Longitudinally, almost half of the men had an STI over the course of the study. Almost 30% were STI positive at 1 visit, 14.7% were positive at 2 visits, and 2.9% were positive at all 3 study visits. The overall STI/HIV cumulative incidence rate was 10.3%. The incidence of chlamydia was 6.1%, gonorrhea was 0.8%, syphilis was 0.7%, HIV was 0.4%, and HSV-2 was 4.0%. The effect of reporting sex with a man was significantly associated with having an incident STI infection (hazard ratio [HR], 1.91; 95% confidence interval [CI], 1.27–2.88). This relationship remained virtually unchanged after adjusting for sociodemographics and sexual risk behaviors (HR, 1.79; 95% CI, 1.19–2.70) (see Table 3). When using a nested model approach, age was the only variable other than reporting a male partner to significantly improve model fit. Reporting a male partner remained significantly associated with STI incidence after adjusting for age (HR, 1.92; 95% CI, 1.28–2.88).
There were some refusals to report sex of each partner; these refusals were higher at baseline than at subsequent visits. In all, there were 259 (4.5% of sex partners reported) refusals to report the sex of a partner at baseline, 107 (2.6%) refusals at 12 months, and 13 (0.4%) at 24 months. The number of sex partners reported did decrease slightly overtime, from a mean of 2.65 at baseline to 2.04 at 24 months (P < 0.001). Looking at the 123 esquineros who refused to answer the question about partner’s sex with at least 1 partner at baseline, refusal was associated with reporting more partners (P < 0.001), but not to loss to follow-up (P = 0.711) or STI incidence (P = 0.283). Refusal was not statistically associated with reporting sex with a man (P = 0.103). However, refusers may have been somewhat less likely to report this behavior (7.7% vs. 12.8% among nonrefusers).
Reporting sex with men was common among the esquineros and is the primary behavioral risk factor for incident STI infection in this population. These results match the epidemiology of HIV/STIs in Peru because both are concentrated among MSM. Therefore, it follows that for this non–gay-identified population, having sex with a male partner or partners places individuals at higher risk for STIs than other sexual risk behaviors.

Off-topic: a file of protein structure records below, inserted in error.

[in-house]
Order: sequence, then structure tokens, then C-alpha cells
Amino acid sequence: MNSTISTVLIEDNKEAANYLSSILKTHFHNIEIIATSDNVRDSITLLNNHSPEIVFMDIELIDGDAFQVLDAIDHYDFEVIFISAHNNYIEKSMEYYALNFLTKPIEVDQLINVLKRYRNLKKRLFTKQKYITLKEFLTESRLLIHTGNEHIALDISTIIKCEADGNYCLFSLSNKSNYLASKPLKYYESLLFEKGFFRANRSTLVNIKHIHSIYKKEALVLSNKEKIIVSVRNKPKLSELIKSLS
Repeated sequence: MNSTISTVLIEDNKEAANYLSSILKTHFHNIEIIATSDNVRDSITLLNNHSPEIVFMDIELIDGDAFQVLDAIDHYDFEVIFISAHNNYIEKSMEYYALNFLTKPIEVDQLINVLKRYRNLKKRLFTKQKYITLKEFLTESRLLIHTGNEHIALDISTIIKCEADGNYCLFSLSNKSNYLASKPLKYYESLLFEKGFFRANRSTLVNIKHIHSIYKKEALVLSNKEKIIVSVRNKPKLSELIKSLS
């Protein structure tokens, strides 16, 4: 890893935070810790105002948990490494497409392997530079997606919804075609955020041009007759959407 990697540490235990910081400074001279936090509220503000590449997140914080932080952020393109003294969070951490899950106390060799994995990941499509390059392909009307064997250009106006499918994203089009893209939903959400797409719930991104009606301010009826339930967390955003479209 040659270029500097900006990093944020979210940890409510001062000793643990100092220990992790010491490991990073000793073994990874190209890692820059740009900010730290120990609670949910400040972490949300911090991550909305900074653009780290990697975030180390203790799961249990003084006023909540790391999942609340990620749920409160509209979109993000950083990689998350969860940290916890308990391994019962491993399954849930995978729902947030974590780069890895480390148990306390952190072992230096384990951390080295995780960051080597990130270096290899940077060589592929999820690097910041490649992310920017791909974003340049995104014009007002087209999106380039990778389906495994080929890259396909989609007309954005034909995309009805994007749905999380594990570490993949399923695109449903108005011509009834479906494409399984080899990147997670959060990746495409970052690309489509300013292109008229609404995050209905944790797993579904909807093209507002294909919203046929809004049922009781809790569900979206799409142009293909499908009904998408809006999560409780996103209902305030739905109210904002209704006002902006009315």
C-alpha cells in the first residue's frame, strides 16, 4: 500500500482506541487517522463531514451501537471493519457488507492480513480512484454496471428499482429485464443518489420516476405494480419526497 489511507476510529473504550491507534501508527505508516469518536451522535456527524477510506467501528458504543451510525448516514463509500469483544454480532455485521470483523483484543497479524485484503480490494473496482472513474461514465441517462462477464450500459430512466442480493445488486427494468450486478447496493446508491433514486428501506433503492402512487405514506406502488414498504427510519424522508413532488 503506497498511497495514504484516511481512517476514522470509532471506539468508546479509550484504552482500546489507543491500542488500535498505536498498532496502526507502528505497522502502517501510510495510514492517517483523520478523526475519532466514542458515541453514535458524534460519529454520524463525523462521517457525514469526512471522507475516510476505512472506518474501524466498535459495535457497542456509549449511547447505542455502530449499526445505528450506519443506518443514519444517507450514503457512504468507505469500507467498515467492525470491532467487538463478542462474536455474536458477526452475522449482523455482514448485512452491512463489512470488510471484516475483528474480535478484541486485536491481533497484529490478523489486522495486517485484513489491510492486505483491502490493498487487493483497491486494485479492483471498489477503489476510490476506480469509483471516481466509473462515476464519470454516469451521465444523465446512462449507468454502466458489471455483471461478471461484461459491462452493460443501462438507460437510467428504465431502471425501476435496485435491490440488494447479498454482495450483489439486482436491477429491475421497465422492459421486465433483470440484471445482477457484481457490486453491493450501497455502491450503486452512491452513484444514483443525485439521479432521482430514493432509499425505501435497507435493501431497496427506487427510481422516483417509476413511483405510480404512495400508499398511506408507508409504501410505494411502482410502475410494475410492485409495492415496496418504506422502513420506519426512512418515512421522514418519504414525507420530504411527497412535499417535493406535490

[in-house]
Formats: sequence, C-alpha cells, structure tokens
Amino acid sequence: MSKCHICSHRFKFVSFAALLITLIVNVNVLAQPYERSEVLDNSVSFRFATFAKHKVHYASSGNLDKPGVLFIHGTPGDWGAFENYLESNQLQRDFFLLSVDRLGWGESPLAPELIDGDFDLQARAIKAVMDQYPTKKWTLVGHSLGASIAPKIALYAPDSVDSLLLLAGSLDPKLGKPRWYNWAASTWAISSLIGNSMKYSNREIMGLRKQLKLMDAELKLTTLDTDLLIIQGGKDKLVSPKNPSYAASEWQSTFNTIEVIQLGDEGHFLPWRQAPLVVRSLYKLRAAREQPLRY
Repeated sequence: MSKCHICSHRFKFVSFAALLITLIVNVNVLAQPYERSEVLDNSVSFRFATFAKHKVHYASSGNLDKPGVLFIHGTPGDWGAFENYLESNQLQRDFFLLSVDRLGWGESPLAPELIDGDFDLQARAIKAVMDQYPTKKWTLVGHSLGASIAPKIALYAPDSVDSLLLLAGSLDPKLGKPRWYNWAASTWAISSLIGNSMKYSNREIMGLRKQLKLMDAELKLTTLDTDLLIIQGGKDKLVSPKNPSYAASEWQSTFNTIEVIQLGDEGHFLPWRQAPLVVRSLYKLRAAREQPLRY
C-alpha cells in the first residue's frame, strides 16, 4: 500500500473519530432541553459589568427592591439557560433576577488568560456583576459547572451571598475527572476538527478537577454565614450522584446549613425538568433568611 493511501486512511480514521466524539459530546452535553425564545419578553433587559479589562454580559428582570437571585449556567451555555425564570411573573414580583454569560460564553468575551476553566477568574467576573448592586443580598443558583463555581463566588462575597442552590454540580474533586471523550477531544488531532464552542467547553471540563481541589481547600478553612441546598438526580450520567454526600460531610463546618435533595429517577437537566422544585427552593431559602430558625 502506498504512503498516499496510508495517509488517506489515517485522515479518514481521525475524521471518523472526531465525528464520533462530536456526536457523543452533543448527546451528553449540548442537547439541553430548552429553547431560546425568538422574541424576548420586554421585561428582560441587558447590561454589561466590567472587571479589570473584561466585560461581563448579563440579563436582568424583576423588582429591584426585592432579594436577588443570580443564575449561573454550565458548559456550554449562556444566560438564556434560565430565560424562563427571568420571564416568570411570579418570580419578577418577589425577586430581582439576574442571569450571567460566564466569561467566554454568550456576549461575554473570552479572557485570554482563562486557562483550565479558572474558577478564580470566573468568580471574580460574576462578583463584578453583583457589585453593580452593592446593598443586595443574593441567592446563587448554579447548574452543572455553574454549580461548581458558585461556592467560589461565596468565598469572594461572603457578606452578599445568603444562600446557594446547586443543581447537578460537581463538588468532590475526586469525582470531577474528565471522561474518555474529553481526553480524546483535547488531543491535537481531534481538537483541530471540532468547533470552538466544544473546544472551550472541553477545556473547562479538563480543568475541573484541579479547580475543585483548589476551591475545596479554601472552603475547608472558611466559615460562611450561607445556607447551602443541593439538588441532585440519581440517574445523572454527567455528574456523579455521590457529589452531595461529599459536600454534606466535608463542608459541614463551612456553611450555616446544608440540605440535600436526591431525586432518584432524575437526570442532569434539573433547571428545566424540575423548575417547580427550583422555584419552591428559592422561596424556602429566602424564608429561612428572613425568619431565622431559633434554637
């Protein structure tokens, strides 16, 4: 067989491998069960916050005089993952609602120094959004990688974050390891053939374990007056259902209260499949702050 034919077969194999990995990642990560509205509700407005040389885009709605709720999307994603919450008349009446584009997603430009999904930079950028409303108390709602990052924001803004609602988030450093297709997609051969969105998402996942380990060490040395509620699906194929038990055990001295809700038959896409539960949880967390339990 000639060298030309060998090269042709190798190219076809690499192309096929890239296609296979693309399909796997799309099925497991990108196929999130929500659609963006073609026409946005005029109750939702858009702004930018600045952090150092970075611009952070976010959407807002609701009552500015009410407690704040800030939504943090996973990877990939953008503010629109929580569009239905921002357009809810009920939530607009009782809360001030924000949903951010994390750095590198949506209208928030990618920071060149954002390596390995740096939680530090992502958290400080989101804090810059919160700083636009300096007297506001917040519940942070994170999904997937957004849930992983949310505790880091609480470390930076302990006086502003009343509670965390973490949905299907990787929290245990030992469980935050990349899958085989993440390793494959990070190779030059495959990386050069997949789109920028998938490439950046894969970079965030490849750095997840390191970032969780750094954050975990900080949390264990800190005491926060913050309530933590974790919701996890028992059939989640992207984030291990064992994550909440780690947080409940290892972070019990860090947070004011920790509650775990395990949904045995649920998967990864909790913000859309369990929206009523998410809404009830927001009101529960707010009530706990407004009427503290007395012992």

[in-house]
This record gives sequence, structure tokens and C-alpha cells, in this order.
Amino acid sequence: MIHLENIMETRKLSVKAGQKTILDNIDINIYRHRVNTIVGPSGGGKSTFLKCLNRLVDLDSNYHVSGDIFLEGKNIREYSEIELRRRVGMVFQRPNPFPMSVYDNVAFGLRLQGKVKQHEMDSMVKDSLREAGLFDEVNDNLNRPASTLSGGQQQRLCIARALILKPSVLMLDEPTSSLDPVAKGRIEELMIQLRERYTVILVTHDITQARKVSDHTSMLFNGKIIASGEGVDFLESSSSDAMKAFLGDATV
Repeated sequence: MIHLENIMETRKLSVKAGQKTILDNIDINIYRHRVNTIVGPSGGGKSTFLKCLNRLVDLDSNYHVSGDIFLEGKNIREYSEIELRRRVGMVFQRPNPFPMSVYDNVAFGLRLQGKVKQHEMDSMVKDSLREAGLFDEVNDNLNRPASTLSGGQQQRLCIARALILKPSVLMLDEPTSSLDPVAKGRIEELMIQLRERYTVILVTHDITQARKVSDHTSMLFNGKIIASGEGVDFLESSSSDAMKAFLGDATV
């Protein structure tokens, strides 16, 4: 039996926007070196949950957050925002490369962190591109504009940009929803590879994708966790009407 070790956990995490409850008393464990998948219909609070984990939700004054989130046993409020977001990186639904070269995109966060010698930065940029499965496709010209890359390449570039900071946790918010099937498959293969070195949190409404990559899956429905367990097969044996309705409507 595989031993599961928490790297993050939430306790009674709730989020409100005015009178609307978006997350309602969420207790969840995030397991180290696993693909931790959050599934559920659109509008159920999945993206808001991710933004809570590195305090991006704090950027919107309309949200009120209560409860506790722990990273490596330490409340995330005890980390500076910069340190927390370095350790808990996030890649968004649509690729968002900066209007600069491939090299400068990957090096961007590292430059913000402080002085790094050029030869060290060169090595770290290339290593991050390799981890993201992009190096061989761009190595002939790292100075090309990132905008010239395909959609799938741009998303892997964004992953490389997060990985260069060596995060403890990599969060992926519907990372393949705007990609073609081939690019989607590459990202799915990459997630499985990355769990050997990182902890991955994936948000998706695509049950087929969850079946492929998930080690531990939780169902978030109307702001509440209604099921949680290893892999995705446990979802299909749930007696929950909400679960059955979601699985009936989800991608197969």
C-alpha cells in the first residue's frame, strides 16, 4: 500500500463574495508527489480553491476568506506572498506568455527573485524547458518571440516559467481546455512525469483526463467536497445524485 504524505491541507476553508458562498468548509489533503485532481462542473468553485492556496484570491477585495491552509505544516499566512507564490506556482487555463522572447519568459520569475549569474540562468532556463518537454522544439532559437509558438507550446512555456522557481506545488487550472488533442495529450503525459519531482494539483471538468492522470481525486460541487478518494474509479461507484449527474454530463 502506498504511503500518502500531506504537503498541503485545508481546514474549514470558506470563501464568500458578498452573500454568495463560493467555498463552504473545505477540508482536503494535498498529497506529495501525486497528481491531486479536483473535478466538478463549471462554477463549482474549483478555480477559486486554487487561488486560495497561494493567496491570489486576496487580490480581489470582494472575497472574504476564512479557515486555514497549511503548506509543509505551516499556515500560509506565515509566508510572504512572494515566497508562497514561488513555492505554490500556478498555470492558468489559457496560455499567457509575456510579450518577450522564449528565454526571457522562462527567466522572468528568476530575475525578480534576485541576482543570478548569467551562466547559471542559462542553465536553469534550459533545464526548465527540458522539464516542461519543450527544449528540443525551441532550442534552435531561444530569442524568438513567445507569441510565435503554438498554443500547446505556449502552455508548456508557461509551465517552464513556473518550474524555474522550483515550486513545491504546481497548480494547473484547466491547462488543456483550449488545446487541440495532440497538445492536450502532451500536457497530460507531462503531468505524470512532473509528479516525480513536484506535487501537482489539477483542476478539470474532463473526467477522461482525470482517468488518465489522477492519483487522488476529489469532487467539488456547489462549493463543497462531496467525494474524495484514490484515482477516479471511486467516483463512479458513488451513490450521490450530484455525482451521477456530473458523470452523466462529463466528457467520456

These data also show that having sex with a man may be primarily a transient event among esquineros; most esquineros who report male partners do so only once, and this behavior is more common among younger men. However, there is a small group who consistently report male partners, and they are also less likely to report bisexual behavior and had the highest STI incidence. The men reporting bisexual behavior at baseline reported significantly more sexual risk behavior than did either MSW or MSM, consistent with past data about MSMW reporting riskier sexual behavior.9,21 Although the esquineros with only male partners at baseline have higher STI/HIV prevalence, their risk behavior is often lower than that of the bisexual men. This may be related to partnership characteristics among men who have sex only with men or only with women versus men who have sex with both men and women. This was shown in a previous analysis with this population, in which sex only with male partners or only with female partners was associated with more permanent relationships and lower sexual risk behavior than among bisexual men.14 Overall, there is a high prevalence of unprotected sex occurring in this population, and interventions to improve condom use would be beneficial.
The esquineros also have a relatively high burden of STI infection. Although this STI burden is highly associated with sex with men, the prevalence and incidence among the men with only female partners are not negligible, especially for chlamydia infection. HIV testing was highly associated with sex with men; approximately 23% of these men reported having an HIV test before the study. It is promising that men with male sex partners report more HIV testing because this may indicate higher HIV risk perception and/or more access to testing. However, more testing and HIV/STI services are needed for this population.